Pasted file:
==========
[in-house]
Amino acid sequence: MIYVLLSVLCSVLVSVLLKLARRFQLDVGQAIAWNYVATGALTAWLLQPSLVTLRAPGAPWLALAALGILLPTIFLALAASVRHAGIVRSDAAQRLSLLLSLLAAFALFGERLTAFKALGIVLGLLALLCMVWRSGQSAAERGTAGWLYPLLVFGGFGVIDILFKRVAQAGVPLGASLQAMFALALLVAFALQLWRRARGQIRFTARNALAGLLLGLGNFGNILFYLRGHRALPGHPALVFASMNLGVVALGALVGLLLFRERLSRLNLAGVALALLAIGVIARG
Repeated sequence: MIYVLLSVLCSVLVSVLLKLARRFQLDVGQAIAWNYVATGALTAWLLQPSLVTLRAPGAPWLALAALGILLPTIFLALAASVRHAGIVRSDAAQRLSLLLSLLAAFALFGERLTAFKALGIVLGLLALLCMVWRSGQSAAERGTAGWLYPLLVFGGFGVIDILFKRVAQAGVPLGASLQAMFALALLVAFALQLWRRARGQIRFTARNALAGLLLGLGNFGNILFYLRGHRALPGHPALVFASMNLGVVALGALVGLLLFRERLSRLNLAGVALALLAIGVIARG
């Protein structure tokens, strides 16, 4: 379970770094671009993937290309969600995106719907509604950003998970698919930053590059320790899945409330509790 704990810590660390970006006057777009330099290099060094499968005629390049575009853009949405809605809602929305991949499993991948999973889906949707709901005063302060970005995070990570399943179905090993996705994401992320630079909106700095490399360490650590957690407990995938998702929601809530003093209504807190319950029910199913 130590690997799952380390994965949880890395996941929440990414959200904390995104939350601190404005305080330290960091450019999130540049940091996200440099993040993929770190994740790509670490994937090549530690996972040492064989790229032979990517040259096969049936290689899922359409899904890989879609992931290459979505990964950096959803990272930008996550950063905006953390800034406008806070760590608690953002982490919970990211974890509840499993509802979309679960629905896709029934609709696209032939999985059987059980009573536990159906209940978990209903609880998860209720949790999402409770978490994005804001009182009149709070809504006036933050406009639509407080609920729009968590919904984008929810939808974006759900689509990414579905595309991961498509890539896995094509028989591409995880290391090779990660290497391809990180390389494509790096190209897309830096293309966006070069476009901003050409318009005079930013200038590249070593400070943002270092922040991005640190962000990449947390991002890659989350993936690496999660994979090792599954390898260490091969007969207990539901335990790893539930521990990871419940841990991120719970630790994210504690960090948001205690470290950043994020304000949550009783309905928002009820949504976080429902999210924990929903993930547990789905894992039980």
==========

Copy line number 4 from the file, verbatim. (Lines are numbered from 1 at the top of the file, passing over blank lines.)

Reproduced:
């Protein structure tokens, strides 16, 4: 379970770094671009993937290309969600995106719907509604950003998970698919930053590059320790899945409330509790 704990810590660390970006006057777009330099290099060094499968005629390049575009853009949405809605809602929305991949499993991948999973889906949707709901005063302060970005995070990570399943179905090993996705994401992320630079909106700095490399360490650590957690407990995938998702929601809530003093209504807190319950029910199913 130590690997799952380390994965949880890395996941929440990414959200904390995104939350601190404005305080330290960091450019999130540049940091996200440099993040993929770190994740790509670490994937090549530690996972040492064989790229032979990517040259096969049936290689899922359409899904890989879609992931290459979505990964950096959803990272930008996550950063905006953390800034406008806070760590608690953002982490919970990211974890509840499993509802979309679960629905896709029934609709696209032939999985059987059980009573536990159906209940978990209903609880998860209720949790999402409770978490994005804001009182009149709070809504006036933050406009639509407080609920729009968590919904984008929810939808974006759900689509990414579905595309991961498509890539896995094509028989591409995880290391090779990660290497391809990180390389494509790096190209897309830096293309966006070069476009901003050409318009005079930013200038590249070593400070943002270092922040991005640190962000990449947390991002890659989350993936690496999660994979090792599954390898260490091969007969207990539901335990790893539930521990990871419940841990991120719970630790994210504690960090948001205690470290950043994020304000949550009783309905928002009820949504976080429902999210924990929903993930547990789905894992039980």